The National Research Council's Science and Technology for Sustainability Program hosted two workshops in 2011 addressing the sustainability challenges associated with food security for all. The first workshop, Measuring Food Insecurity and Assessing the Sustainability of Global Food Systems, explored the availability and quality of commonly used indicators for food security and malnutrition; poverty; and natural resources and agricultural productivity. It was organized around the three broad dimensions of sustainable food security: (1) availability, (2) access, and (3) utilization. The workshop reviewed the existing data to encourage action and identify knowledge gaps. The second workshop, Exploring Sustainable Solutions for Increasing Global Food Supplies, focused specifically on assuring the availability of adequate food supplies. How can food production be increased to meet the needs of a population expected to reach over 9 billion by 2050? Workshop objectives included identifying the major challenges and opportunities associated with achieving sustainable food security and identifying needed policy, science, and governance interventions. Workshop participants discussed long term natural resource constraints, specifically water, land and forests, soils, biodiversity and fisheries. They also examined the role of knowledge, technology, modern production practices, and infrastructure in supporting expanded agricultural production and the significant risks to future productivity posed by climate change. This is a report of two workshops.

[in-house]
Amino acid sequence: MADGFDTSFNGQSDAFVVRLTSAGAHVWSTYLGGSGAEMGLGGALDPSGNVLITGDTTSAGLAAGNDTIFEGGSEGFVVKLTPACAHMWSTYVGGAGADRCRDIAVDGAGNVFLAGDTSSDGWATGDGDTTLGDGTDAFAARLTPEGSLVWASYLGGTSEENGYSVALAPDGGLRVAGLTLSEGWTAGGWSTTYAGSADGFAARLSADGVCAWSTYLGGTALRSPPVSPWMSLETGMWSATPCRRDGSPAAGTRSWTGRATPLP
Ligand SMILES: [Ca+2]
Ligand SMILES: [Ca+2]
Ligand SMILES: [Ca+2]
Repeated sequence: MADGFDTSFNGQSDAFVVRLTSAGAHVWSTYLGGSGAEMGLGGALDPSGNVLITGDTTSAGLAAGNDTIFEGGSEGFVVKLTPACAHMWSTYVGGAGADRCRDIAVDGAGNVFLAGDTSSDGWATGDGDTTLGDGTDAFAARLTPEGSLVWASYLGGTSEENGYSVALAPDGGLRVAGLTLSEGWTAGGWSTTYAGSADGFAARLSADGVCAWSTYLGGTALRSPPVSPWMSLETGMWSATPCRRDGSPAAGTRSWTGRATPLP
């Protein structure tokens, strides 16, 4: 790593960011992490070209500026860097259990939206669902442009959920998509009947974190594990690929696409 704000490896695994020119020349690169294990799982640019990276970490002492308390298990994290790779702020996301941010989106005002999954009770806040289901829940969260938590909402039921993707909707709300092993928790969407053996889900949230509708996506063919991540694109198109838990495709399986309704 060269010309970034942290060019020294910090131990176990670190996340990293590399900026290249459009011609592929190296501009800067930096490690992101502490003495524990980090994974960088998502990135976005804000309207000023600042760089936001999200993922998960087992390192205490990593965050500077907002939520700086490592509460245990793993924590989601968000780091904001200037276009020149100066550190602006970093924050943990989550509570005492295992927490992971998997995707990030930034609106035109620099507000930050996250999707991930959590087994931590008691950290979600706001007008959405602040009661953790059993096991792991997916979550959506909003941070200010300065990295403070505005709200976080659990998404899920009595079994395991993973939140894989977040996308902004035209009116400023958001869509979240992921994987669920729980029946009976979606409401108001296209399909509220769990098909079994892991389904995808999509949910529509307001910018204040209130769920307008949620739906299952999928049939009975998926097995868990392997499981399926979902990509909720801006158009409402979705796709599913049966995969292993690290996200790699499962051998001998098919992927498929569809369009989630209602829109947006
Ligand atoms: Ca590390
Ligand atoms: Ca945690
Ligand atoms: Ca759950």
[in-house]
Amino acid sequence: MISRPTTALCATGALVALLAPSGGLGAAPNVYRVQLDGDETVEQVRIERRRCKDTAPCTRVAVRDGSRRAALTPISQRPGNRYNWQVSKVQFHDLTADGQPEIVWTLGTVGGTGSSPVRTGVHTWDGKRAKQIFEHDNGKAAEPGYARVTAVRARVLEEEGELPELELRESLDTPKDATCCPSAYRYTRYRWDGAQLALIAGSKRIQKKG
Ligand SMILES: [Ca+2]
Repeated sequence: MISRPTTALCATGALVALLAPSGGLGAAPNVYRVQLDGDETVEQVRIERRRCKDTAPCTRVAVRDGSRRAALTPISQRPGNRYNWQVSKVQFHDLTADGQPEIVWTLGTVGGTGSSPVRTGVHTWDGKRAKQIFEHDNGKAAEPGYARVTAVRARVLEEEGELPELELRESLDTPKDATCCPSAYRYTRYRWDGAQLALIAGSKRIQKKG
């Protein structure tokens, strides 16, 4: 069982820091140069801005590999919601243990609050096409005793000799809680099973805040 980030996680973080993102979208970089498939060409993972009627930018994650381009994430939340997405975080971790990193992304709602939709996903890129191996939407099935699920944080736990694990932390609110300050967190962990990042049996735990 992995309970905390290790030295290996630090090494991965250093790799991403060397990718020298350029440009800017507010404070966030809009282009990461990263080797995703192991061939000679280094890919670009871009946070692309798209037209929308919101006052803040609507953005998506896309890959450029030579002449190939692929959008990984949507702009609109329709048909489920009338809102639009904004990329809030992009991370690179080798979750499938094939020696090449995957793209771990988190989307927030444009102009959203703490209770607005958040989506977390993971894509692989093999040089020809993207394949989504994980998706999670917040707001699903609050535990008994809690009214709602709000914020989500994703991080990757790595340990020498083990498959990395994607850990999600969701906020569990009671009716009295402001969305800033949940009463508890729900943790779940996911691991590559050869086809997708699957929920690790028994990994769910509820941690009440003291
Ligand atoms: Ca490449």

Philip Pardey presented a paper at the first workshop: Agricultural Productivity and Natural Resource Endowments.
Stanley Wood presented a paper at the second Workshop: Expanding Agricultural Productivity Measures and Linking to Ecosystem Services -- A Spatially Explicit Approach.
Philip Pardey served on the committee that prepared this report: Committee on Food Security for All as a Sustainability Challenge.